Let’s begin by pondering a few questions. First, if you had a choice, would you always want to be happy? Second, if you had a choice, would you live a life absent of conflict? I bet you’re thinking, “What’s the catch? If I had a choice, of course I’d rather be happy all the time AND have a life without conflict.” What would that look like? We all have times in our lives when we wish everything would slow down, straighten out, or be less complicated. Sometimes, life just keeps throwing us curveballs and it can be extremely frustrating, but does that mean we never want to be challenged? Never moved to tears? Never have to rethink a well-worn position? If life was always smooth sailing, would that result in happiness?

What do you think of when you hear the word ‘conflict’?  When I ask that question to a group of people, the initial responses  usually include: war, fighting, argument, broken relationships, yelling, name calling, pain, bullying, etc. Most people associate negative feelings and attribute unpleasant situations with conflict. That’s when I identify that there’s another side to conflict and to understand conflict, it helps to acknowledge both sides.  In other words, in conflict there is indeed challenge, maybe even danger, but there is also opportunity. This is the point in the conversation when people start to think of more constructive associations with conflict, such as: solution, healing, communication, working together and better understanding. 

In my experience, happiness is fleeting and that’s what makes it so special.  Within one day I can experience few or many happy moments, but I don’t live in a perpetual ‘happy place’.  Also based on my experience, the happiness that I feel after I have attained a long sought after goal is the most fulfilling happiness.  And guess what, that goal is usually sought due to some sort of conflict that has appeared in my life (losing weight to fit into that wedding dress, achieving a new academic degree to better support my family).  For most, when conflict presents itself we don’t respond with ‘oh goody, here’s a challenge for me to face!” Rather, we resist and maybe say a few choice words @#%*. What follows is a somewhat complicated response based on our physical health, our emotional state, or our past experience with conflict of this kind or conflict in general.  For some it may mean a dip in energy, for some a rise. But after we have our initial response, we most often set out to develop a plan to deal with the situation in front of us. And when we come out of the situation on the other side, and the result is in our favor, isn’t that the sweetest happiness of all?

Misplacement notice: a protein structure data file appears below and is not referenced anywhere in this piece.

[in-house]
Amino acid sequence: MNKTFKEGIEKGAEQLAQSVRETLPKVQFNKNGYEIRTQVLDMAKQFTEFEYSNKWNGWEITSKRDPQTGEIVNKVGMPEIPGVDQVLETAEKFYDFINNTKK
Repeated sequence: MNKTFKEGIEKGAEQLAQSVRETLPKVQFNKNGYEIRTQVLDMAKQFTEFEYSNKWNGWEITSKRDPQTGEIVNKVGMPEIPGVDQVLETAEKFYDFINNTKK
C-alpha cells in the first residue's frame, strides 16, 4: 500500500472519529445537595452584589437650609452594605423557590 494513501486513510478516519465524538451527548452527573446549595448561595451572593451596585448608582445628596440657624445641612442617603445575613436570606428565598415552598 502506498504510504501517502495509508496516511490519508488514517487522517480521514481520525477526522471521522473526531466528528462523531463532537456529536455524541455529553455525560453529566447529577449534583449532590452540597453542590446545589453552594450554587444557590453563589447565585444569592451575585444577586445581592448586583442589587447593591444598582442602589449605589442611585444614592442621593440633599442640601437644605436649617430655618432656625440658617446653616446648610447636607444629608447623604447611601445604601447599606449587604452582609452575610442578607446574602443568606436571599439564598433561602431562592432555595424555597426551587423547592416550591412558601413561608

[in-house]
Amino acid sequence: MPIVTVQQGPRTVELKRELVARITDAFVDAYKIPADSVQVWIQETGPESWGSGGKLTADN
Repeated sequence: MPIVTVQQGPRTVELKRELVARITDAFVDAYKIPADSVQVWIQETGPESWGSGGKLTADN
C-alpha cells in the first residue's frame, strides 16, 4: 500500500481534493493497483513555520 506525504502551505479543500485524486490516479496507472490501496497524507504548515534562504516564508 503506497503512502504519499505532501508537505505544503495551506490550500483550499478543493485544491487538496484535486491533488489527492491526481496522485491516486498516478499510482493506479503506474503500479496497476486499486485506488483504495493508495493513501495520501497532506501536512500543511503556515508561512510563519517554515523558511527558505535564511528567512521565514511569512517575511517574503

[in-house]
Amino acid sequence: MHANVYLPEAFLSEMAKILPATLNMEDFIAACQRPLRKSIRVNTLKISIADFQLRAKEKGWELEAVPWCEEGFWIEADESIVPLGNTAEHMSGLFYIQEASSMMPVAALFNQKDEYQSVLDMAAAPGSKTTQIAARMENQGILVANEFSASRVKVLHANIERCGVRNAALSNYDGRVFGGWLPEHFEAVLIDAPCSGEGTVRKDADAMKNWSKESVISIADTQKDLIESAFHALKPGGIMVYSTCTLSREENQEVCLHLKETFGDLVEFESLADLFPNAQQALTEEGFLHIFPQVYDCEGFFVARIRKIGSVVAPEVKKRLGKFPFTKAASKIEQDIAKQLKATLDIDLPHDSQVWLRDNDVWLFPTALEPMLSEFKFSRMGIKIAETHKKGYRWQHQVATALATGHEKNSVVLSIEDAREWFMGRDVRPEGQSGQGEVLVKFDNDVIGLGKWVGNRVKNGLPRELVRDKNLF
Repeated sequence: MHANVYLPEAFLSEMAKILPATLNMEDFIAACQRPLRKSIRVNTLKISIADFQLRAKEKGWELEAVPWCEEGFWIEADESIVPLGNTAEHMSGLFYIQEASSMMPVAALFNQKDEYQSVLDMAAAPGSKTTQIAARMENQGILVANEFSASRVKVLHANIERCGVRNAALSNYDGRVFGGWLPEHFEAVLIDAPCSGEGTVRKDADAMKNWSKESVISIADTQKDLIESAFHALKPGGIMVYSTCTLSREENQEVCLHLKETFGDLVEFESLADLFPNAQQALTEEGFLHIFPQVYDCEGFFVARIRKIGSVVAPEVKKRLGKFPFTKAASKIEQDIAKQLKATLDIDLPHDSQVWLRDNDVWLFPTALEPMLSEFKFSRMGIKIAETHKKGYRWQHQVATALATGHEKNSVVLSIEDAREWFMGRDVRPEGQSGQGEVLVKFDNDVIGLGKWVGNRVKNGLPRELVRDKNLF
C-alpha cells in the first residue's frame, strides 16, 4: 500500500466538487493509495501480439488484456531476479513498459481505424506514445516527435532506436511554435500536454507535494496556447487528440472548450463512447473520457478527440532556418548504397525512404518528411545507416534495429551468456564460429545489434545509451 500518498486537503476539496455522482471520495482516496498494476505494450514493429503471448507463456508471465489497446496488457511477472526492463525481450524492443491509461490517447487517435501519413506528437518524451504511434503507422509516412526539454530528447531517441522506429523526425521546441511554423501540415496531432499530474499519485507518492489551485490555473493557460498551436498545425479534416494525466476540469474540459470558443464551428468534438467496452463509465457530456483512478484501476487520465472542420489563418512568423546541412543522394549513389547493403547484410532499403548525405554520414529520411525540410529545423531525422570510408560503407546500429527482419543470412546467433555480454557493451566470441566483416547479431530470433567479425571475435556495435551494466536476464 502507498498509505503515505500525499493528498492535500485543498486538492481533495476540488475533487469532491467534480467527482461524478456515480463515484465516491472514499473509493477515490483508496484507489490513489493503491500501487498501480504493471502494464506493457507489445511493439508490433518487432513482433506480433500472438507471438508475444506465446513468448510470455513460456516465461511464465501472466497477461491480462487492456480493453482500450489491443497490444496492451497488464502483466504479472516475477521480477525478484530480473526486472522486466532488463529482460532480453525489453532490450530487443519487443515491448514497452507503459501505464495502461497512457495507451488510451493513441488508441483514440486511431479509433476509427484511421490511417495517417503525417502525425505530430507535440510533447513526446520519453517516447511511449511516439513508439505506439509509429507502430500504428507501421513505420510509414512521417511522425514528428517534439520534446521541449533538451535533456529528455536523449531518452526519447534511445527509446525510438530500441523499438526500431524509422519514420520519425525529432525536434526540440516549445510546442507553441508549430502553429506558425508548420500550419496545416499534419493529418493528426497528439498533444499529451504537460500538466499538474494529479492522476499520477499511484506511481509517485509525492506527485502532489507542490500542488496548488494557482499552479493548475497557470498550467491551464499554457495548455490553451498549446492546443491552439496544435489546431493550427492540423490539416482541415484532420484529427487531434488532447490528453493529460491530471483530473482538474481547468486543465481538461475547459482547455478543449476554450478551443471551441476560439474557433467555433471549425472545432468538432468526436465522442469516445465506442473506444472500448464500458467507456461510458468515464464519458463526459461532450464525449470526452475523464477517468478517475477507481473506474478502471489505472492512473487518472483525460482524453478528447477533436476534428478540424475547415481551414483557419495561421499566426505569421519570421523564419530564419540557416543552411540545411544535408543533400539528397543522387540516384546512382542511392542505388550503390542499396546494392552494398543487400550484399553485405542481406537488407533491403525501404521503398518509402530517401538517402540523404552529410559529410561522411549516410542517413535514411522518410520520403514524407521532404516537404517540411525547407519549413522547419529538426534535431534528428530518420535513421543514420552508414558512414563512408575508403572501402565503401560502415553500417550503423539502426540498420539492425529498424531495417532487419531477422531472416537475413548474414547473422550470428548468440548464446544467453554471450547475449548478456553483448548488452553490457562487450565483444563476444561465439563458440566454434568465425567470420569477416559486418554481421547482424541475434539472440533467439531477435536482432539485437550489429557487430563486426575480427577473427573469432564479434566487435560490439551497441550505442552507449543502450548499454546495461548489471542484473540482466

Somewhat similar to the well-known saying, ‘no pain, no gain’, I say ‘no conflict, no change’. Wouldn’t the absence of conflict make for a boring, stagnant world?  Think about it, the world’s greatest inventions were the result of addressing and overcoming conflict. Consider the telephone and the internet, for example, they each allowed for quicker, more inclusive sharing of ideas across the nation and then the world.  Even democracy, the backbone of our nation, was conceived of a desire to find a better way to govern that didn’t condone suffering and oppression among the masses. So instead of focusing only on the negative side of conflict, perhaps balancing our responses to also look for opportunity will yield a different perspective.  Now let’s look at our own communities; conflict can tear at a community’s fabric or it can be the catalyst for better understanding of the needs and wants of our neighbors and loved ones. Such a perspective encourages resilience and zeal for life.